A jackboot can be one of these three things:
  1. A sturdy, laceless, leather boot reaching up to or above the knee, popular during the 17th and 18th centuries but recently worn by soldiers in the Nazi regime.
  2. Oppressive, bullying, or authoritarian tactics.
  3. A person or organization that employs such tactics.
The OED has the word around since 1686, appearing in the London Gazette. No etymology for where the word "jack" in jackboot came from seems to be known. Imprecation suggests that 'However--there are bootjacks, devices for removing boots, and OED has this recorded in 1679. Seems a reversal might be likely here, from bootjack to jackboot; jack might also refer to the boys who did the removing, as "jack" was used as a name for the everyman, "every man jack of them." The association could have transferred from device to boy to boot.'

The association of this word with Nazis is very strong; in fact, an anti-war organization awarding a "Golden Jackboot" jokes that "The Golden Jackboot™ Award is a Goering-Goebells (sic) Production, a subsidiary of Reichstag Enterprises (otherwise known as the DC Anti-War network)." Since one dictionary gives "Hessian boot" as a synonym, these boots indeed may have traditionally been popular in Germany (though the same dictionary also cites "Wellington boot" as another synonym, and that certainly doesn't sound German). There seems to have been a German rock band calling themselves "Jackboot" but I can find almost no information about them; allmusic.com says only that they were active in the 1980s.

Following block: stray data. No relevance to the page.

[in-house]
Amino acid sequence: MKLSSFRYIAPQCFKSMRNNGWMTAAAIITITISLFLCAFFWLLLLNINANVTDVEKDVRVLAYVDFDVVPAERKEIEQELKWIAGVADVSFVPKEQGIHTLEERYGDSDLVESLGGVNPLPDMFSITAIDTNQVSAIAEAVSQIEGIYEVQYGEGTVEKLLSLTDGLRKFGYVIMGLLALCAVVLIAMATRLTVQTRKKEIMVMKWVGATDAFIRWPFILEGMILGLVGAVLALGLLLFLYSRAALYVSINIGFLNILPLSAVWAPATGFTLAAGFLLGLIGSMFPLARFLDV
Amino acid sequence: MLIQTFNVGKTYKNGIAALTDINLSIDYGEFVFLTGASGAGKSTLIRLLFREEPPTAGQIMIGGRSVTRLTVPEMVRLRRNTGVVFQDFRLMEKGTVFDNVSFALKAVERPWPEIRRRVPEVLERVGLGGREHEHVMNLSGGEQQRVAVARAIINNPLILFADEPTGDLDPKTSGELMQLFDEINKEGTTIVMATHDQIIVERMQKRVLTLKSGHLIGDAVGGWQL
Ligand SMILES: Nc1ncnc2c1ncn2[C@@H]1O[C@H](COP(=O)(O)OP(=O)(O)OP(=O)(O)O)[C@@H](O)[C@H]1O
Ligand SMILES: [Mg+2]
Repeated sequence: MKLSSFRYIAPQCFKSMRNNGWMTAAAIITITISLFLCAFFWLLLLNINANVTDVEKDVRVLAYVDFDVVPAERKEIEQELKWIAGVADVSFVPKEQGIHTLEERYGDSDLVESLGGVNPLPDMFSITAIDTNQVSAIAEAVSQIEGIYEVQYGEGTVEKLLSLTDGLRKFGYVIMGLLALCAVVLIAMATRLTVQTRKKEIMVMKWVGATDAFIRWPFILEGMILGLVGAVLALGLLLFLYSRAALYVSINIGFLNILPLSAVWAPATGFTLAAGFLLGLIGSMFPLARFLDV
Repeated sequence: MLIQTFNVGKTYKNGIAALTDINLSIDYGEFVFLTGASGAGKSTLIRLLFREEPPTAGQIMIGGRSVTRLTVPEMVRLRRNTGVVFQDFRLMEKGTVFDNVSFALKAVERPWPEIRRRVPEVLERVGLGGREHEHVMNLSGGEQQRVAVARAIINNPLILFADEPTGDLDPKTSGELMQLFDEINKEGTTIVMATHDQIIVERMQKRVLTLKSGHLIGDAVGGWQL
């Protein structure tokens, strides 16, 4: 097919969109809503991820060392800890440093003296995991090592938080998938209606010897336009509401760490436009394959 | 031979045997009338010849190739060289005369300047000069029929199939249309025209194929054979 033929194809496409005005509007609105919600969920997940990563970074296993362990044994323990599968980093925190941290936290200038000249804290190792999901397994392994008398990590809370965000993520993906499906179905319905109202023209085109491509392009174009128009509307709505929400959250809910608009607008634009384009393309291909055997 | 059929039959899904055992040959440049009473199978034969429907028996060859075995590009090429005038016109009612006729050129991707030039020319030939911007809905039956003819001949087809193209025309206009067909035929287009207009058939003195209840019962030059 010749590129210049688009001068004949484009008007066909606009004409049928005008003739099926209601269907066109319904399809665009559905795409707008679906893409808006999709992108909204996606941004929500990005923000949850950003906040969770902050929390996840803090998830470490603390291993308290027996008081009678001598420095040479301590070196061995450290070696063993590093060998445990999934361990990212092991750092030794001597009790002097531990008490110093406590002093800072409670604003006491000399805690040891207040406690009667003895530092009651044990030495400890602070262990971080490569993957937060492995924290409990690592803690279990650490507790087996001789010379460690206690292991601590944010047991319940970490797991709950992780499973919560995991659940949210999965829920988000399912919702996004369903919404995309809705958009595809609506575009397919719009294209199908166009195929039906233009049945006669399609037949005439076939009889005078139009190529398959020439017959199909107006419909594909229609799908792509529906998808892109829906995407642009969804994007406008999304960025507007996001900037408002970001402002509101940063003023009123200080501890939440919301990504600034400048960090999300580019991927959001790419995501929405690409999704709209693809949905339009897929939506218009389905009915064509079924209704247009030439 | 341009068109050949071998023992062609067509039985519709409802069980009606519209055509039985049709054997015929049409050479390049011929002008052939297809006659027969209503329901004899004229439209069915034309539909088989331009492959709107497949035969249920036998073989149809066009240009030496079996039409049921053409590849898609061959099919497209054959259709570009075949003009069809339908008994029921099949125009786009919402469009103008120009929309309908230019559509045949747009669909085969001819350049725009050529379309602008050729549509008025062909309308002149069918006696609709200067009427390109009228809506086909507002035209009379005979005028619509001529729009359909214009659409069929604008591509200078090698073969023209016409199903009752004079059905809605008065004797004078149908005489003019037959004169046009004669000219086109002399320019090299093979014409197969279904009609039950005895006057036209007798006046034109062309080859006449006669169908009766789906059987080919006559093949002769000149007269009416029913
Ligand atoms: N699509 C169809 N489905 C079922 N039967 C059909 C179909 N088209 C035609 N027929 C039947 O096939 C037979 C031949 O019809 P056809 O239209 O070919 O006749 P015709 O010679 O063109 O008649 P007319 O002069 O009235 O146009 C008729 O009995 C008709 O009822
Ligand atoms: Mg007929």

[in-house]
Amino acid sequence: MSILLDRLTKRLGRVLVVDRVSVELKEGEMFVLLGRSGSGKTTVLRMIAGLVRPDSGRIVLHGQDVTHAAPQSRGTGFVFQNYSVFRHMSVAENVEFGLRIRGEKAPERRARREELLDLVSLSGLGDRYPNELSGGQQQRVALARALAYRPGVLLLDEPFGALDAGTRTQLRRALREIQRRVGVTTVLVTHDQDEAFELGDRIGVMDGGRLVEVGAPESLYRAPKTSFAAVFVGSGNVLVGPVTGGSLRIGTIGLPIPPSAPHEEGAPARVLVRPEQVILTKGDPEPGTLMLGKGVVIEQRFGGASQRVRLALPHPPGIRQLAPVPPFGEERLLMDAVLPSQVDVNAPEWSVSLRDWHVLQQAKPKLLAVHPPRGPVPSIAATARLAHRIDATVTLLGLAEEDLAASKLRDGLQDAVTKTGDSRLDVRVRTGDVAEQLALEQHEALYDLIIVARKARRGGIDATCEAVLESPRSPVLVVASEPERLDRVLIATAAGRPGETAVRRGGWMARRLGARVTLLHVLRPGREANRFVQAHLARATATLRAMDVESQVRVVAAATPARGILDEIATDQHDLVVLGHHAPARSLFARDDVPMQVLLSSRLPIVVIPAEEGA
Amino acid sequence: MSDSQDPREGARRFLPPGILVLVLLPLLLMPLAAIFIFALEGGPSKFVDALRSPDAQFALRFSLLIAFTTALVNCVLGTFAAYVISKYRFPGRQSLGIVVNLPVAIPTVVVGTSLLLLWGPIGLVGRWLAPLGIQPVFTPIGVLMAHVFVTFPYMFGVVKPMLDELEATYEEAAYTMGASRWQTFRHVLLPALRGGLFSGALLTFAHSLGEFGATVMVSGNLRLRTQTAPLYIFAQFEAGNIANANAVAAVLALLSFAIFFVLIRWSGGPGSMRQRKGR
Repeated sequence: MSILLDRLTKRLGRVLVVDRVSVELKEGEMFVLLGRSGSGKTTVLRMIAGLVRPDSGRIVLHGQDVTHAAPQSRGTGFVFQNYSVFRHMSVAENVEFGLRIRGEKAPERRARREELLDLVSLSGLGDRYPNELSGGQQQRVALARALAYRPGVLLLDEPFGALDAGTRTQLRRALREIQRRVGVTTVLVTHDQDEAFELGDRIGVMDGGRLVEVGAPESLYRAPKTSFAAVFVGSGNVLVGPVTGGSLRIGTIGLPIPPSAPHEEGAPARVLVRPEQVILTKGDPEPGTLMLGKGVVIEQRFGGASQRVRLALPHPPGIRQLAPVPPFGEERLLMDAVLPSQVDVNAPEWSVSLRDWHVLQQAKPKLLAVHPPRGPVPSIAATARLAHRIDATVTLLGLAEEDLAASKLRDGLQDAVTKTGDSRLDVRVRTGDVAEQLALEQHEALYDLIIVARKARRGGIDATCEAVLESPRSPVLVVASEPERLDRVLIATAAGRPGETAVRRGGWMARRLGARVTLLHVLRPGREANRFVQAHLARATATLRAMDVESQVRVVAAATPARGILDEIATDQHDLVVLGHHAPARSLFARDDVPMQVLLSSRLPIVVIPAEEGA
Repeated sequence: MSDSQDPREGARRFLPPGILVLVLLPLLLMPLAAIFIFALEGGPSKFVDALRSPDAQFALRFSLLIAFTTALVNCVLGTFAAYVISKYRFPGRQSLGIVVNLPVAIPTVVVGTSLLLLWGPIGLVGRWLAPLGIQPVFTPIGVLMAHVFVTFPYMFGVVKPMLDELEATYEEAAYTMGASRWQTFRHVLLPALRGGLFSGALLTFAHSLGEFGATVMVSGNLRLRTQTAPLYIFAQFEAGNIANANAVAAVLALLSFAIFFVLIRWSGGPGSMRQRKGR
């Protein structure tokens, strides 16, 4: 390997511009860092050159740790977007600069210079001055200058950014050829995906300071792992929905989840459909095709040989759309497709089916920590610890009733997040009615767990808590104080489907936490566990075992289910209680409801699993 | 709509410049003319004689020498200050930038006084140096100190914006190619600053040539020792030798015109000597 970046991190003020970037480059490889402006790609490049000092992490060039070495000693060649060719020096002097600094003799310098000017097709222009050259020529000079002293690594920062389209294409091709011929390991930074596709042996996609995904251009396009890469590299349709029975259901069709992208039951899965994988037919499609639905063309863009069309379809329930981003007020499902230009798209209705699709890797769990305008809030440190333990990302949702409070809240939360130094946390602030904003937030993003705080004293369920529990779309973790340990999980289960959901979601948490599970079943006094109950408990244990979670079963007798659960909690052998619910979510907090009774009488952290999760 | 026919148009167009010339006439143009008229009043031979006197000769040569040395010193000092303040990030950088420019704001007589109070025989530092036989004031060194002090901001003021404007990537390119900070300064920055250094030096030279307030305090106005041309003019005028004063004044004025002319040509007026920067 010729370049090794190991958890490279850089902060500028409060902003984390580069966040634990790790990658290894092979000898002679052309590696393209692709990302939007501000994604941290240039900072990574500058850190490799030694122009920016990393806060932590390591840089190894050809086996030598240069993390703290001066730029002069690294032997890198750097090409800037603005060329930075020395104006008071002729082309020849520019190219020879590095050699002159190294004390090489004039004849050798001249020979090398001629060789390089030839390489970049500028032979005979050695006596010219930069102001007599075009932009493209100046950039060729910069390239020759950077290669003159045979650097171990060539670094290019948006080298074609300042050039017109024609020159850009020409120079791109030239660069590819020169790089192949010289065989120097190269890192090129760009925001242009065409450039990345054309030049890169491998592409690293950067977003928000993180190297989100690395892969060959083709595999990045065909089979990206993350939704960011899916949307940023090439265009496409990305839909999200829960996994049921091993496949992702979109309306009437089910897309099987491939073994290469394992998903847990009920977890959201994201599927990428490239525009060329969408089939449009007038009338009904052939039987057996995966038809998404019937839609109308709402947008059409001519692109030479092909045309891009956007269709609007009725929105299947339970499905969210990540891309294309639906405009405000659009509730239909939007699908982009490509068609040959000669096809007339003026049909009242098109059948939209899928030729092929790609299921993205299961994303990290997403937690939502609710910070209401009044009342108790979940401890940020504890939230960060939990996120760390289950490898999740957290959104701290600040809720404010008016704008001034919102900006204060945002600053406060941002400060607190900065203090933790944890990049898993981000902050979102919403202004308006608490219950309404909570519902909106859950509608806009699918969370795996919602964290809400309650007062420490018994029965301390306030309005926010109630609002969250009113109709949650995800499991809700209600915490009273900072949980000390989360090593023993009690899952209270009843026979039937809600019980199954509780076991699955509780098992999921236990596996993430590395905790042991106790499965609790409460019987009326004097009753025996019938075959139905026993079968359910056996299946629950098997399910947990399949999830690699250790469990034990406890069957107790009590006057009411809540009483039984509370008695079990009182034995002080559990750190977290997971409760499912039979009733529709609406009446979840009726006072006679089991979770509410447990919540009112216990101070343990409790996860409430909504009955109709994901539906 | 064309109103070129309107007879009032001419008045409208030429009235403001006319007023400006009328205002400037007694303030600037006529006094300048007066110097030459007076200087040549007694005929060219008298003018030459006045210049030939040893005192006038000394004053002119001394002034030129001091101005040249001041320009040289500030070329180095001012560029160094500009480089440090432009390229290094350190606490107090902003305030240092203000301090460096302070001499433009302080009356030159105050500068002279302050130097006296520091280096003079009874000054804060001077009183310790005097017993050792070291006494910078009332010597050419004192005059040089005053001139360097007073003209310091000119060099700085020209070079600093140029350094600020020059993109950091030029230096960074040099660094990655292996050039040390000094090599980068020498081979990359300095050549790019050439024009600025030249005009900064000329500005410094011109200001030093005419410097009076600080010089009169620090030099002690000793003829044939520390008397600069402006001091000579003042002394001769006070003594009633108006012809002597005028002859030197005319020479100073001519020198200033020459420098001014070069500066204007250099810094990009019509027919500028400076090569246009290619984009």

I myself have mostly heard the word as part of the phrase "jackbooted thugs," as applied to overzealous or downright brutal police or military members, or enforcers of totalitarian governments who might kick down the doors of people's dwellings to make arrests. George Orwell's essay "Politics and the English Language" (1946) cites "jackboot" (along with "mailed fist") as a characteristic word of writing aimed at glorifying war, and later as a "worn-out and useless phrase." However, it seems in nearly sixty years that the use of the word has continued in use by anyone who wants to make it clear that they disapprove of some behavior for its unjustified force.

Sources:
http://wordsmith.org/words/jackboot.html
http://www.bartleby.com/61/28/J0002800.html
http://www.webster.com/cgi-bin/dictionary?jackboot
http://open-dictionary.com/Transwiki:Jackboot
http://www.dawndc.net/jackboot/
http://www.hyperdictionary.com/dictionary/jackboot
http://www.germanrock.de/j/jackboot/
http://www.mtholyoke.edu/acad/intrel/orwell46.htm

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